Comedy review: Jarred Christmas - Blackfriars, Glasgow

IF THERE’S a circuit comic who can chatter with a crowd better than Jarred Christmas, it’s about time they revealed themselves.

Jarred Christmas - Blackfriars, Glasgow

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He was just as capable of skilfully shooting the banter breeze while supporting Tommy Tiernan at the Pavilion in 2011 as he is here on the opening night of the Glasgow International Comedy Festival in front of more modest numbers but just as lively a basement gang.

That his written material only seldom hit the hilarity mark isn’t for the want of trying, as Christmas puts his heart, soul, kidneys and liver into making this a treat for his gathering. As a father of two young girls, he has material about the irregular sleeping habits of children that feels as though it’s been mined before, while his analysis of Jay-Z’s 99 Problems at least has a satisfying finale. This segment also gives him the chance to try out his lip-synching talents as he mimes to Kanye’s Gold Digger in order to show that polite white men should steer away from idly singing rap lyrics in public.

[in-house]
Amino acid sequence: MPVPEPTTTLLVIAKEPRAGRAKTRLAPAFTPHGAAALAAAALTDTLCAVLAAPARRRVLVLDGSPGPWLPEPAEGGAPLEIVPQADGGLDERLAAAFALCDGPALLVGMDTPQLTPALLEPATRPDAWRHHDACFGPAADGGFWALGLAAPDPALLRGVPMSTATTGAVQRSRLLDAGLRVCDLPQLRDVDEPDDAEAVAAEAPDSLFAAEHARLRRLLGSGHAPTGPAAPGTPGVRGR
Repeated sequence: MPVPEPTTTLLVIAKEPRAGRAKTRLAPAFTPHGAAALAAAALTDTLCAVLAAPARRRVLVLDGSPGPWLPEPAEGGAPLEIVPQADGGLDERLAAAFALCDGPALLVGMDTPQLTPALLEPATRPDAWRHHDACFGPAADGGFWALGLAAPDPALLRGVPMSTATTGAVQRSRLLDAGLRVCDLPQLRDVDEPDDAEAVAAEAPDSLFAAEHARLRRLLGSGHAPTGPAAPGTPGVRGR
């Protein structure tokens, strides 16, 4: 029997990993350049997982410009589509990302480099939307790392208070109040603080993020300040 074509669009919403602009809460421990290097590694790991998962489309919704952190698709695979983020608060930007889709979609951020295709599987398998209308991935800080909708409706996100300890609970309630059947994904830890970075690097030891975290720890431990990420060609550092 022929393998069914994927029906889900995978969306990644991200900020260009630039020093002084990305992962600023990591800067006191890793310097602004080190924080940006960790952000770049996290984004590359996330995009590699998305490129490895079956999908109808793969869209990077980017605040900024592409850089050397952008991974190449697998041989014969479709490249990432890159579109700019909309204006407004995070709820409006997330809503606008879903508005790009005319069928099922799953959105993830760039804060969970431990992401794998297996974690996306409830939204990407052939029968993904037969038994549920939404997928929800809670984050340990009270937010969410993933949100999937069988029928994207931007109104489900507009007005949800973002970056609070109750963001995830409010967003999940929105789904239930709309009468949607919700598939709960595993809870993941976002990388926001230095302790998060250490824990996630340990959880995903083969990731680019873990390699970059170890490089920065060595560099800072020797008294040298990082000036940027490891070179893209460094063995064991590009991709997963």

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The Kiwi comic almost inevitably tackles technology head-on and has some inventive gear to throw at us about the flaws of car-locking systems and Kindles, but the audience seem more tuned in to his sillier, shouty, mock-outrage side, while his finale, in which he appears to offer us some control over proceedings, is as fake as it is funny.

Describing a comic as likeable is probably damning them with faint praise, but Jarred Christmas comes firmly into that category.

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